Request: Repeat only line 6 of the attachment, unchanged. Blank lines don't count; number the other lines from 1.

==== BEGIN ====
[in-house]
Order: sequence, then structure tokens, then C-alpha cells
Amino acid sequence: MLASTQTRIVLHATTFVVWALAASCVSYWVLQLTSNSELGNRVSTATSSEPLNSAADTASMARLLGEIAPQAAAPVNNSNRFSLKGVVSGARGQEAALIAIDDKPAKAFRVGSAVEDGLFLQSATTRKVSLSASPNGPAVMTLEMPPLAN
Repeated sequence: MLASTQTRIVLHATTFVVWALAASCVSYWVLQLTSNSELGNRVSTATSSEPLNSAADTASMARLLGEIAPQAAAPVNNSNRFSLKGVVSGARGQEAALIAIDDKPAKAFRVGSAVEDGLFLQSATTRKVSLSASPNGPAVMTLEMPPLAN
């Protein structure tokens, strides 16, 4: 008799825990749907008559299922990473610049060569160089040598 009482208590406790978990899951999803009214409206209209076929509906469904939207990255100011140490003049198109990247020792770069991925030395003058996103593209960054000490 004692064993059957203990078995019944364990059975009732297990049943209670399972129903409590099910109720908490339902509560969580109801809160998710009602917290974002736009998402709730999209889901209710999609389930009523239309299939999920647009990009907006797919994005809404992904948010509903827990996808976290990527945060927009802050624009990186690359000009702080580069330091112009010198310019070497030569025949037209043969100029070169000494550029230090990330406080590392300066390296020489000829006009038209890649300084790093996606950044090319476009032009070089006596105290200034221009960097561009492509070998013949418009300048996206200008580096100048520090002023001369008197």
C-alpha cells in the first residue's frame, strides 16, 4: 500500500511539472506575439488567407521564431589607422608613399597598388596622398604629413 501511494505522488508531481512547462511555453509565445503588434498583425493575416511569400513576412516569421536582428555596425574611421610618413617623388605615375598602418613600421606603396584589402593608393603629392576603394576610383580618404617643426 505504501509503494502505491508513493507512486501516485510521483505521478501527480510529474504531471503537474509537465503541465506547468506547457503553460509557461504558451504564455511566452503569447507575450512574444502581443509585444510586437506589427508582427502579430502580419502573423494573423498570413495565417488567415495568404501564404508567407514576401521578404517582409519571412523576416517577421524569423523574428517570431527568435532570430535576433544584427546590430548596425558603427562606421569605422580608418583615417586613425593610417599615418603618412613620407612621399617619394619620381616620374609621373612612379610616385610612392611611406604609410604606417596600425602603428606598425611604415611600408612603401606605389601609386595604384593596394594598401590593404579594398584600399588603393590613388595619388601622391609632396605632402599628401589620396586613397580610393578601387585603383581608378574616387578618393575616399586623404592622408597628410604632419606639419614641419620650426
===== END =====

C-alpha cells in the first residue's frame, strides 16, 4: 500500500511539472506575439488567407521564431589607422608613399597598388596622398604629413 501511494505522488508531481512547462511555453509565445503588434498583425493575416511569400513576412516569421536582428555596425574611421610618413617623388605615375598602418613600421606603396584589402593608393603629392576603394576610383580618404617643426 505504501509503494502505491508513493507512486501516485510521483505521478501527480510529474504531471503537474509537465503541465506547468506547457503553460509557461504558451504564455511566452503569447507575450512574444502581443509585444510586437506589427508582427502579430502580419502573423494573423498570413495565417488567415495568404501564404508567407514576401521578404517582409519571412523576416517577421524569423523574428517570431527568435532570430535576433544584427546590430548596425558603427562606421569605422580608418583615417586613425593610417599615418603618412613620407612621399617619394619620381616620374609621373612612379610616385610612392611611406604609410604606417596600425602603428606598425611604415611600408612603401606605389601609386595604384593596394594598401590593404579594398584600399588603393590613388595619388601622391609632396605632402599628401589620396586613397580610393578601387585603383581608378574616387578618393575616399586623404592622408597628410604632419606639419614641419620650426